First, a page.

By Chris Rowland.
Wolves 1 Liverpool 3, May 4th 1976.
I was 19, and my left arm was in plaster and a sling. I’d been playing football on a Sunday morning two weeks earlier, trying to cut a cross over from an acute angle on a pitch baked dry. I lost my balance after crossing, and put out my left hand to break the fall as I fell and rolled over on it. I thought it was just sprained, but that night it really hurt. My mum said she’d bandage it, which she did rather roughly, to much wincing from me. In the end she got angry with me and said “Oh do it yourself then”. My dad sensed the situation and very gently strapped it up for me. The next day at work it was hurting so much they sent me to the hospital. After an X-ray they said I had a scafoid fracture, and plastered it. When I came home from work my mum was just leaving – she cleaned at a bank for two hours in the evening. She took one look at my plaster, held her hand to her mouth and said ‘I’m so sorry, I didn’t realise.” Never did “told you so” mean more to me, but I didn’t say it!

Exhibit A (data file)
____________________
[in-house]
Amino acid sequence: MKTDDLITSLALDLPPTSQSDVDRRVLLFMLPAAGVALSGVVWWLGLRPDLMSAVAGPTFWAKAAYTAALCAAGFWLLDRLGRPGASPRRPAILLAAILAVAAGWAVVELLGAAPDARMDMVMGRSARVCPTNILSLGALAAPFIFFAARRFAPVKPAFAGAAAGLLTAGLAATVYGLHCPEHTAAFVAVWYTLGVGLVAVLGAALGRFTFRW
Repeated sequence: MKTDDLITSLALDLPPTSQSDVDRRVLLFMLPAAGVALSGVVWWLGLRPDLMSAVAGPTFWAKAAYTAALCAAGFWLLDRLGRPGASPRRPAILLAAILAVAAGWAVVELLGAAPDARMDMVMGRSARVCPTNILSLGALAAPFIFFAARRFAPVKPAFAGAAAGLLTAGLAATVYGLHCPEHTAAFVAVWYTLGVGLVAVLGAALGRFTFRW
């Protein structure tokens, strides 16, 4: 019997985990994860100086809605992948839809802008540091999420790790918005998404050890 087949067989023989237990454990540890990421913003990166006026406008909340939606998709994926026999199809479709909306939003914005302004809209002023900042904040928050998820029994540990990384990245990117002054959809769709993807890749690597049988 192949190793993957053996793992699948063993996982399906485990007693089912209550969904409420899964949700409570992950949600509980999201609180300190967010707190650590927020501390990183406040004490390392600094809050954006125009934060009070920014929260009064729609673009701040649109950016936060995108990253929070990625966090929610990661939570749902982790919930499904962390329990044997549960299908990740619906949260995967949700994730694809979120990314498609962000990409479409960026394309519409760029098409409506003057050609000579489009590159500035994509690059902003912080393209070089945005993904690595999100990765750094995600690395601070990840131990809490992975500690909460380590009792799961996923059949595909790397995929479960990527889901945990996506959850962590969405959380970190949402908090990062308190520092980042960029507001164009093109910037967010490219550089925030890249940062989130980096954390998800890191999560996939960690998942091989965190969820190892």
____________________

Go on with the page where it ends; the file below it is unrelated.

But then I thought forward to that Wolves game coming up a week on on a Tuesday – could I still go? It could be the night we were crowned champions. I decided I must go, and take the risk. I couldn’t miss it.
The league table told you all you need to know about how tense the situation was ahead of this game. Our only challengers, QPR, had already finished their season – played 42, 59 points. Liverpool were 41-58, with two points for a win. A win to be champions for the first time since – well three years ago! A low scoring draw would also suffice to give Liverpool the title on goal average, the system in place at the time. Goals scored divided by goals conceded.
The game was just as crucial to our hosts too. A win for them, accompanied by a defeat for Birmingham City in the other game taking place that night, at already-relegated Sheffield United, would save Wolves from relegation on goal average and send Birmingham down instead. To say there was quite a lot resting on that game would be an understatement.
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